Antidote to Secularism
I just finished the little "Roman Missal Companion" published by MAGNIFICAT. It's great both for the commentary by Prof. Anthony Esolen on the more conspicuous changes in the ordinary of Mass, as well as for the introduction and editorial articles provided.
Personally, two notions impressed me from the editorial section of this booklet.
Firstly, Father Cameron, OP, illustrates the Church's intention to give "her worship a heightened sense of the sacred" by noting an insight from the theologian Wolfhart Pannenberg from 1996 on facing the challenge of secularism:
"If members of a secularist society turn to religion at all, they do so because they are looking for something other than what that culture already provides... What people look for in religion is a plausible alternative, or at least a complement, to life in a secularist society. Religion that is 'more of the same' is not likely to be very interesting..." (page 9)
Secondly, Father Mulcahey, OP, touches simply but profoundly on the notion of the ars celebrandi:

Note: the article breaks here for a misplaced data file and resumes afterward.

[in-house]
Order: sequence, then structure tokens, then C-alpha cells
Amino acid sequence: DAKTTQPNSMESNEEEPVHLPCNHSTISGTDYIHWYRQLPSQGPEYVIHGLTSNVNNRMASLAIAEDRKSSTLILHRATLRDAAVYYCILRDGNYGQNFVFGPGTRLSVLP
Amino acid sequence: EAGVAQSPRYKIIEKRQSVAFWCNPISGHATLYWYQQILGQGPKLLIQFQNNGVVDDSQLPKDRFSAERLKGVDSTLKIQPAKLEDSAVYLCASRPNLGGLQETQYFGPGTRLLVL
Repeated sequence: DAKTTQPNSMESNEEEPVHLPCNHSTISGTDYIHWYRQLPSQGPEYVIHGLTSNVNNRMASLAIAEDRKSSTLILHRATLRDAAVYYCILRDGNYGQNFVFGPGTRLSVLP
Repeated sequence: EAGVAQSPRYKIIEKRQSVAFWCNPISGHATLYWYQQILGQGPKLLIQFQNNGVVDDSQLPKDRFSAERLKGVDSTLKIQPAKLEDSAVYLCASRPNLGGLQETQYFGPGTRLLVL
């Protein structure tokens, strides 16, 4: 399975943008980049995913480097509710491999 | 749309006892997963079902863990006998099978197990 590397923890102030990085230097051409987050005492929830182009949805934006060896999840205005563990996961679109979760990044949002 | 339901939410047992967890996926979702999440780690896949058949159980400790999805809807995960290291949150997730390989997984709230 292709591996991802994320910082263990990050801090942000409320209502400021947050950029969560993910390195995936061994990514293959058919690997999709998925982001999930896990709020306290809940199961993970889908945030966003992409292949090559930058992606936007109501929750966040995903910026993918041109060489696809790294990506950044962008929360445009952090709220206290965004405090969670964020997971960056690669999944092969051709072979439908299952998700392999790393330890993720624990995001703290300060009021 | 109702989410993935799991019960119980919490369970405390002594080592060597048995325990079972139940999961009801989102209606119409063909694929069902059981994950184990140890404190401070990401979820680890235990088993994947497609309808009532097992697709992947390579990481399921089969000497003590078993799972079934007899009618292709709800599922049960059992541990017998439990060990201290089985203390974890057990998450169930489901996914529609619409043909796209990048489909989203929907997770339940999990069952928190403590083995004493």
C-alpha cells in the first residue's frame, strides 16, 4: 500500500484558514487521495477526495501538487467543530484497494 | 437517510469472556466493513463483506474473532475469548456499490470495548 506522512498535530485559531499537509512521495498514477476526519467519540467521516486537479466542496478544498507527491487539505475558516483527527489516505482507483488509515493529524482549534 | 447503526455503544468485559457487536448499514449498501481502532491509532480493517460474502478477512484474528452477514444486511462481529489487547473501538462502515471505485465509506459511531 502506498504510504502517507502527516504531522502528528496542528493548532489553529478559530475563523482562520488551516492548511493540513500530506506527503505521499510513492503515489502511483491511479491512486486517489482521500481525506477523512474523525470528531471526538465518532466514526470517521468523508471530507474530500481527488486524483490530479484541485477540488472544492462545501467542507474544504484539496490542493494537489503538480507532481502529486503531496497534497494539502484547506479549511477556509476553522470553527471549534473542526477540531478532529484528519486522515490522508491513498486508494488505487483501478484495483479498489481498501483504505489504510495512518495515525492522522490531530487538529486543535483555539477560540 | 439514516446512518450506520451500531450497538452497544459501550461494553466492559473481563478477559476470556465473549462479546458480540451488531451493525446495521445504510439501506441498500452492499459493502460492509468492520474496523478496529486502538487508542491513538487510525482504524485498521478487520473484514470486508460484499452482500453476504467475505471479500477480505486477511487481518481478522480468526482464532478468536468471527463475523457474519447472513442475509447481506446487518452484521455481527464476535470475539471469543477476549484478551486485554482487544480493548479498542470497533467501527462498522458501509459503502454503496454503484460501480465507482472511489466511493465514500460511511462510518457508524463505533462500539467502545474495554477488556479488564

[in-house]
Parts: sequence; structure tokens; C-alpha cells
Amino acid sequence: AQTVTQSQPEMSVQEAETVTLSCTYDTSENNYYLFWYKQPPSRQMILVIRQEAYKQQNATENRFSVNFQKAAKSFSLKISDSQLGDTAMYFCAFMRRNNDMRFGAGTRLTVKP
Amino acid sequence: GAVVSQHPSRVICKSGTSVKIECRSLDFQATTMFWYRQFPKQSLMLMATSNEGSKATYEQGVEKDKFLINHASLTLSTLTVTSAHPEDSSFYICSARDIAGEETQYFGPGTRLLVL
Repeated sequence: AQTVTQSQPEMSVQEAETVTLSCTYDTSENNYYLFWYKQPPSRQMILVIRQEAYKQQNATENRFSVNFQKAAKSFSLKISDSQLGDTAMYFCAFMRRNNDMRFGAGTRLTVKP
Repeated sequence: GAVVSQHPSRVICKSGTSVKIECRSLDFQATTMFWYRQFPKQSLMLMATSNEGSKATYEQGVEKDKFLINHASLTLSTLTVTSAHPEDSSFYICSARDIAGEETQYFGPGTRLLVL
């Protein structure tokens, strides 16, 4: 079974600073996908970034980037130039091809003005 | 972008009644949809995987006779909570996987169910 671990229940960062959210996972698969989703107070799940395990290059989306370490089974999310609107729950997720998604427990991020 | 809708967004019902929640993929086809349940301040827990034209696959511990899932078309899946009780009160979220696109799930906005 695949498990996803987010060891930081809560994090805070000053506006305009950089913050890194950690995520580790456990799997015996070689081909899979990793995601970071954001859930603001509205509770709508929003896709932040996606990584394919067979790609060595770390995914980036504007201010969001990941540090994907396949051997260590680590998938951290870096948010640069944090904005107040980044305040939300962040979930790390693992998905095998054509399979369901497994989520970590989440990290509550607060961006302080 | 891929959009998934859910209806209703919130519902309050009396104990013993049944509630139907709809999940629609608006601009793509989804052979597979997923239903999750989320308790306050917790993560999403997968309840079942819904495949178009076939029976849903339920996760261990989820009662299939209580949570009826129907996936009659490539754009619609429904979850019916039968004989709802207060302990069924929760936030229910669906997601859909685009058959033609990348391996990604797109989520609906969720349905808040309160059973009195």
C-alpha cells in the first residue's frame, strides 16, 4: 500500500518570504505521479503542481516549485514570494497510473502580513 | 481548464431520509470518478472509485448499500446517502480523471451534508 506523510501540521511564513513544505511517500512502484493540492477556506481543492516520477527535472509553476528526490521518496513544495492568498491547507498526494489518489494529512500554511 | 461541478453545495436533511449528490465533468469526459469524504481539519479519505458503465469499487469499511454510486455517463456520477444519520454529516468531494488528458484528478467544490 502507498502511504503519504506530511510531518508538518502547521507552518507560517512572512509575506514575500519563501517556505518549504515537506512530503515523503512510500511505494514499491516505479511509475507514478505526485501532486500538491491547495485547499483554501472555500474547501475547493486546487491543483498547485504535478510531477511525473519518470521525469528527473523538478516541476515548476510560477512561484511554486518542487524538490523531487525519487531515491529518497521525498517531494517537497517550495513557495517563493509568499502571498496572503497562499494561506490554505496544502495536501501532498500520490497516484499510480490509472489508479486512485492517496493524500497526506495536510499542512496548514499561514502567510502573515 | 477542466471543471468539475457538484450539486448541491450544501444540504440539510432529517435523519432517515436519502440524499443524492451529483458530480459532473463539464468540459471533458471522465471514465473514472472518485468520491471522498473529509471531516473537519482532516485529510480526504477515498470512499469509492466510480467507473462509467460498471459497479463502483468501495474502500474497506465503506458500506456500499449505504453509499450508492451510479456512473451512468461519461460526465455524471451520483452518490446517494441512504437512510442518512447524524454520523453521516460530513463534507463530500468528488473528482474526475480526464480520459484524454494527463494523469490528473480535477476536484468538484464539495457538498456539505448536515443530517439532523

"For priests and other ministers of the liturgy, the new English Missal is an opportunity to re-learn and then to do what the Roman Rite requires. We all know that after Vatican II the Mass was often celebrated more informally and with more self-expression by the celebrant. Without being overly rigid, we do greatly need this reminder that in the liturgy we are ministers, servants. We have our roles in the Mass in obedience to the Master, and must not obtrude ourselves into everyone's attention. The principal actor at Mass is Christ crucified, and having to pay closer attention to a new Missal can help put us in our places." (page 13)
While not wishing to repeat the thoughts on Liturgy and Reform which I have shared on my previous blog, Island Envoy, I'd love to know what Father Mulcahey thinks about worship ad Orientem also in service of this notion of the priest celebrant as servant and not protagonist at Mass.
I pray for the successful reception of the New Missal, for all that means in terms of liturgical music, and hope (where the building permits without major financial outlay) that the OF would always be celebrated ad Orientem. All I can say to the hesitant is "Try it, you'll like it!" The showmanship reflexes will quickly fall away and people will find themselves praying: Sursum corda! Habemus ad Dominum!